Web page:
I have had the opportunity to hear the president’s thoughts about his idea for a conference on national unity and his reaction to some of the feedback he got after he first announced it. President George Vella was not born yesterday. He does not expect a one-day conference, however erudite the interventions, to smooth over the divisions in our country. If a conference could do that, we wouldn’t have a crisis to resolve.

Nor has the president forgotten his own lifetime of campaigning hard in political controversy. Dialectic is fundamental to democracy. We have to disagree on policy and on who might be better at running the country. But the desirability of political disagreement does not justify the sort of language that is often used on social media. I get the impression the president is shocked and genuinely concerned about some of the things people are prepared to say to strangers behind the cowardly protection of their computer screen.

So neither is the conference on national unity an exercise in futile naivety, nor is it part of a fascist conspiracy to impose unanimity.

The ad campaign promoting the conference is replete with national symbolism. The poster displays the national flag and quotes the national anthem, the verse that prays for peace and unity among the Maltese.

That messaging suggests that the organisers aspire to remind us all that, beneath our superficial disagreements, we are “all Maltese” and we should cherish that fact. I think that’s shallow. National symbols have, no doubt, their own significance because they impart gravitas, they demand respect for suffering ancestors and they urge pride in belonging to a community of strangers: many people we do not know and some people we do not like.

That sort of appeal to our inner Maltese comes relatively easy in a post-colonial island. Our distinctiveness from the colonial ‘foreigner’ is folded around the rituals of the national faith (if not the fundamentals of the religious creed), around the local vernacular (a secret code of communication understood only by pure-bred natives)  and around our code of loyalty (by all means criticise your country but never in the presence of outsiders).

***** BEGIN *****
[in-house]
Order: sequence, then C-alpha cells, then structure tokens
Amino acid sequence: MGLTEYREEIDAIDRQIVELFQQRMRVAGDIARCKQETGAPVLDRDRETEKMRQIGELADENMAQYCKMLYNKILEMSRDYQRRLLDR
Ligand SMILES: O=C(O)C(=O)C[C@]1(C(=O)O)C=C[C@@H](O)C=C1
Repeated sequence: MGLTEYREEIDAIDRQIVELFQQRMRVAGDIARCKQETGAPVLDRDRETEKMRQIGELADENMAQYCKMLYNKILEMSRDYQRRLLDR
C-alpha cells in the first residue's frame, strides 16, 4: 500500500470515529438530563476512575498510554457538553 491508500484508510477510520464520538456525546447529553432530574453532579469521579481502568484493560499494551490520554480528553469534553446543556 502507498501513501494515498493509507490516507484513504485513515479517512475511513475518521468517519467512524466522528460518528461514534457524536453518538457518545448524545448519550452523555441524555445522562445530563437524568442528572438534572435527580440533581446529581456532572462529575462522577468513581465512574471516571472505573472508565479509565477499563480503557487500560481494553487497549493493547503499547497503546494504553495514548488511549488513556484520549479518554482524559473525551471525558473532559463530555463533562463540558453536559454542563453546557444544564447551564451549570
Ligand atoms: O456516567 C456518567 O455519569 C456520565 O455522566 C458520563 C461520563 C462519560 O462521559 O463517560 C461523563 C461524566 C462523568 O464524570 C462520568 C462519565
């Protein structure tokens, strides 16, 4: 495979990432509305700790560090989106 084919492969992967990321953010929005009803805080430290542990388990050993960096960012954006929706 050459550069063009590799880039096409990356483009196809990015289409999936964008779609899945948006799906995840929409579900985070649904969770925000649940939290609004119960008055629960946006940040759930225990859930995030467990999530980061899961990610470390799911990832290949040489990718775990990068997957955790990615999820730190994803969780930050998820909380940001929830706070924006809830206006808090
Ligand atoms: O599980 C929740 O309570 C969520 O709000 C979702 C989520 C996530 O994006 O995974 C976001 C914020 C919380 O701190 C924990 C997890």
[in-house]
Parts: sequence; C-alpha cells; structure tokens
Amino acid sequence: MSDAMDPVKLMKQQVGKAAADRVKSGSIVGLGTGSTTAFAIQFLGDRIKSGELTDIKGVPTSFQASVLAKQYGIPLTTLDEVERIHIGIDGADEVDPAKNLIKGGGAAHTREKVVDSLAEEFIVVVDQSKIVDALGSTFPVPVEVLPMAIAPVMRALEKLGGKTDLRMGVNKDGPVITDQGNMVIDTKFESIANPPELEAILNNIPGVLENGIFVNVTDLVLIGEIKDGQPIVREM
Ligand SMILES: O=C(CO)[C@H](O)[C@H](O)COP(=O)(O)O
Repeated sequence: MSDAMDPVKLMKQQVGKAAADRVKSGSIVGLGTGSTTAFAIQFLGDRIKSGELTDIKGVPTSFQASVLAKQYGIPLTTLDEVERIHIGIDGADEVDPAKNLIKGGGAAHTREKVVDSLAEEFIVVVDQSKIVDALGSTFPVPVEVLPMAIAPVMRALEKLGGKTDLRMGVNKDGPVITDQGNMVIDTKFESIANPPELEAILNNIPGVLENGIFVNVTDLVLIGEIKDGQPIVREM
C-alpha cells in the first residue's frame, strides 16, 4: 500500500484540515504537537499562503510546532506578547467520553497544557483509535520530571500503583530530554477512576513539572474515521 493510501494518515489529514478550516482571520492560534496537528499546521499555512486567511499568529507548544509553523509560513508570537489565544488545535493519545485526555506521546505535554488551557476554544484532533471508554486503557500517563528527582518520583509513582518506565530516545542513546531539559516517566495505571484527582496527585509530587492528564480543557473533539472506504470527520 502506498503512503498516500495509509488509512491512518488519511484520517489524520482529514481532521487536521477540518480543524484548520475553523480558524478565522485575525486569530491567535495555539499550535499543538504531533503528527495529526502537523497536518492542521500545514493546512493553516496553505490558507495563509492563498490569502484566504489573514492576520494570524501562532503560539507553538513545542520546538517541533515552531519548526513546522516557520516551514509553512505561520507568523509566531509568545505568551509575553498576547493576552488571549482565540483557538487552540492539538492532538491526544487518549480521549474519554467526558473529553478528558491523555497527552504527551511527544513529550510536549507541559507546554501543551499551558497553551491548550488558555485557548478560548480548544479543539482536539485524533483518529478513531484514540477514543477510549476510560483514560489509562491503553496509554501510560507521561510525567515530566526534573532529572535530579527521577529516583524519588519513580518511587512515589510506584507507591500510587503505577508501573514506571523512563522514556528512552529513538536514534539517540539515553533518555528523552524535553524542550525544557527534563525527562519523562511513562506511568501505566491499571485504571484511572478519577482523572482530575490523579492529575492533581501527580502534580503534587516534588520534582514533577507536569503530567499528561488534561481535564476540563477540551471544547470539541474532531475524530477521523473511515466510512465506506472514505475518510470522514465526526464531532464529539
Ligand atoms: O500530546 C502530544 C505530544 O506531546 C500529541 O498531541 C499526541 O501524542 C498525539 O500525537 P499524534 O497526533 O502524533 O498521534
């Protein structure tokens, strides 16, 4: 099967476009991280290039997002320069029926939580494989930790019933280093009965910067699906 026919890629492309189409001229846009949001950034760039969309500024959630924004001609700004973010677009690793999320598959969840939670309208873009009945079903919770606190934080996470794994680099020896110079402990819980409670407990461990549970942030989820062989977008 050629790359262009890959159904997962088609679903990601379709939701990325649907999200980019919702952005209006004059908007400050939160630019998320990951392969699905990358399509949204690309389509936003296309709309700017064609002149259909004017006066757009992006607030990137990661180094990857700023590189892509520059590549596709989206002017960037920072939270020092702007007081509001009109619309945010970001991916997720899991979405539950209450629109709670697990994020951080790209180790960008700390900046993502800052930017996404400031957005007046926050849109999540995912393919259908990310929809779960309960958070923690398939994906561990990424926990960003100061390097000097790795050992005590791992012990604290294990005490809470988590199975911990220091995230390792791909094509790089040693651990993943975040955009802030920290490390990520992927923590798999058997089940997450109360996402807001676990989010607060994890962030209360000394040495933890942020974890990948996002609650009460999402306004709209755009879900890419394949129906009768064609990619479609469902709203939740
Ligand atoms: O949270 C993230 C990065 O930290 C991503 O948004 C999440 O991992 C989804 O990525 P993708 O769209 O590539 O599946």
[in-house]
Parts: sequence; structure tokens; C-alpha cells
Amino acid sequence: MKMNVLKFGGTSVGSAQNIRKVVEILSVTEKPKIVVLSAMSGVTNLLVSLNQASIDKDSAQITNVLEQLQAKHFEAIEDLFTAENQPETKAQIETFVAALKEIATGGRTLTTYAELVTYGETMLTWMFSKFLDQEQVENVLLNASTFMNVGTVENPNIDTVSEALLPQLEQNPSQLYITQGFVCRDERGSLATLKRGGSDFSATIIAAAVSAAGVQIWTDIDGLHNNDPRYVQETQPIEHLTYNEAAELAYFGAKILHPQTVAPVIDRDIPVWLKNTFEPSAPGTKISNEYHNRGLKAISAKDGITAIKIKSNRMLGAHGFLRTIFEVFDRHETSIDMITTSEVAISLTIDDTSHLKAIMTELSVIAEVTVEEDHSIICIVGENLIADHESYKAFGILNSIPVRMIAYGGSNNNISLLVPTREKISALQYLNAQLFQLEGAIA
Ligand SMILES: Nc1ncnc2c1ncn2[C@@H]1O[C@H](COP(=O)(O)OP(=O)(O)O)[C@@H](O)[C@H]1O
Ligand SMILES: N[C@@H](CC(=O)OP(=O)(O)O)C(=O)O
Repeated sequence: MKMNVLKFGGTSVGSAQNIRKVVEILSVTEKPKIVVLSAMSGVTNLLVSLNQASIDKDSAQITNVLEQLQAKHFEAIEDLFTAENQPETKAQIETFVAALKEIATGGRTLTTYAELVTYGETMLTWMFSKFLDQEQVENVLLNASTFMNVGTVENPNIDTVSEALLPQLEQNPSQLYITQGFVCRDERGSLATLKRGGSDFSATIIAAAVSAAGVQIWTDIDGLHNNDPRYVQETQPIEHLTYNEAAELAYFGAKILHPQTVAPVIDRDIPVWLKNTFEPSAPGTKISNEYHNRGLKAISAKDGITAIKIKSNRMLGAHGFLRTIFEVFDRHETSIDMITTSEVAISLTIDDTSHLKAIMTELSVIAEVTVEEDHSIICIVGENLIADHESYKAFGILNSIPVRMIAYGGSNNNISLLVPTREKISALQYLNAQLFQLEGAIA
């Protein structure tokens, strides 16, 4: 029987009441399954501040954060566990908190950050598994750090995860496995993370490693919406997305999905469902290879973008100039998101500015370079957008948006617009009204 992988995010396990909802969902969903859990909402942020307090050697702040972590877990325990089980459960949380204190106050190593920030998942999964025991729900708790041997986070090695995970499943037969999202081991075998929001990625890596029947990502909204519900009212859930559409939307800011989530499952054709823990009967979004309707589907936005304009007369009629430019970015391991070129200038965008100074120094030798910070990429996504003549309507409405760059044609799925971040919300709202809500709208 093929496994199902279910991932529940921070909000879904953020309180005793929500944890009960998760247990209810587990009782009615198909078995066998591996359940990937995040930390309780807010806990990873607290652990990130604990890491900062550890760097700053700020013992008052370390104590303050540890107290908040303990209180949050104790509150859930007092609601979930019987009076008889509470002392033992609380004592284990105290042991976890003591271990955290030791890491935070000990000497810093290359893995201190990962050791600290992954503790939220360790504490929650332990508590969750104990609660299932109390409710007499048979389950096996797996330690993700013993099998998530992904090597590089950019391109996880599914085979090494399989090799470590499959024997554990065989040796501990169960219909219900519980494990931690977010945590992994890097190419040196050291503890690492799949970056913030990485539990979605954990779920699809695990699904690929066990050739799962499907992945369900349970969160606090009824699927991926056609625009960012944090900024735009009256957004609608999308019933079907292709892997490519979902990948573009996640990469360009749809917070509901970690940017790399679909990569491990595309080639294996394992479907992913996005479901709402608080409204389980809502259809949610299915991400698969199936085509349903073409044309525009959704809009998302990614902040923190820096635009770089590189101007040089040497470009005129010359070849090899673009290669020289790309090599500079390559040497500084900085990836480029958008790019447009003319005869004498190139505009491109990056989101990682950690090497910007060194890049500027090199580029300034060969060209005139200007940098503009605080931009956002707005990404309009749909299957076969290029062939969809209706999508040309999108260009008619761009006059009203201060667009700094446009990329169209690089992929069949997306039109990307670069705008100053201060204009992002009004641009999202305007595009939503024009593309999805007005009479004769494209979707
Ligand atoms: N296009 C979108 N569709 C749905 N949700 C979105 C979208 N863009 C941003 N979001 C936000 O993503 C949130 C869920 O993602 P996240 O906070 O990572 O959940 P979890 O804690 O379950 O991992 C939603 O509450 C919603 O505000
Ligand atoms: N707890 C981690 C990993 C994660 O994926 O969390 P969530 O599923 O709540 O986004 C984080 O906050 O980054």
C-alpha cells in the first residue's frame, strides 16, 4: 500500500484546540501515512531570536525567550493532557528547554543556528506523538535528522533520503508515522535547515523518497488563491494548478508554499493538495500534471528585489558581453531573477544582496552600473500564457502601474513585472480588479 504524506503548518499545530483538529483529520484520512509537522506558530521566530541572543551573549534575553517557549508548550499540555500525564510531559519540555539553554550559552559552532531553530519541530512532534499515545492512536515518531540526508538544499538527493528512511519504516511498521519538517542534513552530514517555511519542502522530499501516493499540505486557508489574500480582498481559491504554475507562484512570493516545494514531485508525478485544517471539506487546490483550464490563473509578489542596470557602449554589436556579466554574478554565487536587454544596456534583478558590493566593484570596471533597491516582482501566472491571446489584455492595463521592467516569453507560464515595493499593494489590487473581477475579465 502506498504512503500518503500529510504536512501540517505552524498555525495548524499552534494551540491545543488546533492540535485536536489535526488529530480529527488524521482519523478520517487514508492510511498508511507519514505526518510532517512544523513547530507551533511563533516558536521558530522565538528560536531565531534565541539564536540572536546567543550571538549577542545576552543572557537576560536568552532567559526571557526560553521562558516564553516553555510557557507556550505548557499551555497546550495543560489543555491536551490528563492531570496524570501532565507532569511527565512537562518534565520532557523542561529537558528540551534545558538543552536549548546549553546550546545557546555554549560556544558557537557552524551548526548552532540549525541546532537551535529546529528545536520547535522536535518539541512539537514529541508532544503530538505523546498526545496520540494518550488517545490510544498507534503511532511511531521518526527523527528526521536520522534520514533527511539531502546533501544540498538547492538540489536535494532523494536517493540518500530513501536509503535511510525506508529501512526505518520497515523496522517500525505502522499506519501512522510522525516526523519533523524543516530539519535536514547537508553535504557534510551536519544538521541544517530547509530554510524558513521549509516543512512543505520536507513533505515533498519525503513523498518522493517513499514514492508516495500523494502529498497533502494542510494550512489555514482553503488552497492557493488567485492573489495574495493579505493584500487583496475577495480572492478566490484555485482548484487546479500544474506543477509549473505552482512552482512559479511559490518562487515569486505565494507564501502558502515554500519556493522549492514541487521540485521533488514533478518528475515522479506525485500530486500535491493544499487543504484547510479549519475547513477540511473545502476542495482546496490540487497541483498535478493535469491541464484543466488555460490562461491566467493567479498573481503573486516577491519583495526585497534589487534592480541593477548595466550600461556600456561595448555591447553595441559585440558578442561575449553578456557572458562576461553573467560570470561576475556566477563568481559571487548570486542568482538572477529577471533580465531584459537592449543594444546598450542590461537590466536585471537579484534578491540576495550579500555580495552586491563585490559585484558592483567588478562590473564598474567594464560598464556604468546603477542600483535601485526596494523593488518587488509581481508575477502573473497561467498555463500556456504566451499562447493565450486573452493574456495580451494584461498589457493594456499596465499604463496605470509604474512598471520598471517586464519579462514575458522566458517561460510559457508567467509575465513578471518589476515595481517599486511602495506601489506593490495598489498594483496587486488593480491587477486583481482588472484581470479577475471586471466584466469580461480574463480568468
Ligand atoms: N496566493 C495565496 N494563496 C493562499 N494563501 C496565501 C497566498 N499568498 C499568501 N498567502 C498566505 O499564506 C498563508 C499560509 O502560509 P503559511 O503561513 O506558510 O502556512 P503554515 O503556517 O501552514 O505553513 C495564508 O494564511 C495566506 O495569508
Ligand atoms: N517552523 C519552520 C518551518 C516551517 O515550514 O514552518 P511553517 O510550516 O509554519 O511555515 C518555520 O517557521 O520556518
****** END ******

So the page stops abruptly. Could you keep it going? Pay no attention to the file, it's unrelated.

That approach to national identity was effective for a colony seeking its political independence. Catholic, Maltese-speaking, loyal: the ideal Maltese, recognisable a mile away even in a crowded throng at Primark, Oxford Street or a Via Condotti boutique.

But that cartoonish representation of the Platonic idea of being Maltese is itself the cause of so much prejudice and division in our country. It is fundamentally racist because it is drawn around ethnic lines justifying all manner of discrimination against people whose parents have made Malta their home. Being Maltese has its own brand of funny accent but it is incompatible with being black or Muslim or just plain different.

Being Maltese has its own brand of funny accent but it is incompatible with being black or Muslim or just plain different- Manuel Delia

Linguistic identity is also toxic. There’s a ‘pride’ of having a distinctive language which becomes arrogant and dismissive of any preference to speak another. In spite of what the law says, preferring to or exclusively speaking English is considered un-Maltese, even though English is a Maltese language in the way English is a South African, Nigerian and Indian language along with several others spoken in those countries.

This is not just about schoolyard bullying tal-pepè. Job requirements published by the government often include the requirement to speak Maltese, not as a matter of national pride or because it is material to the advertised position, but as a racialist policy to filter out the blacks who speak fluent English.

I’m not suggesting we shift away from pride in the Maltese language or the customs, the folklore and the fireworks surrounding the popular expression of the country’s most popular faith or even the national symbols of a cross-bearing flag and a faith-based anthem. Our legacy is what it is.

I’m suggesting we transcend our legacy and learn to change with the times. The inhabitants of the island that Paul of Tarsus preached to in 60AD did not speak Maltese or anything like it. The language we speak is the legacy of colonial masters from the ninth century. The ethnic stock of the idealised Maltese is a genetic jumble of immigrants, colonisers, pirates and sailors. What gives us the right to freeze our ethnic range and our linguistic abilities at an imaginary golden age of a pre-black past we are expected to pine for?

National symbols that do nothing but remind us of our divisions need to be placed in context, if necessary replaced with symbols that bring us together. Our definitions must catch up with the changing reality of being Maltese.

Being Maltese means living in Malta, whatever your faith or whether you have any; whatever your race if you even belong to one; wherever it was that you were born; as long as you’re committed to fundamental values: not imqaret or nar tal-art.

Try truth, solidarity, compassion, honesty, participation, inclusion. Try citizenship over nationality, equality over ambition, public duty over personal profit. Try children before churches, the lives of people drowning before political popularity, the life of a journalist over the greed of her corrupt murderers.

Digging for the meaning of being ‘Maltese’ builds a wall to exclude those who are not. It is a process of negation: by definition divisive. If it’s unity you’re looking for, think of yourself first as human. Then you might realise everybody else is.

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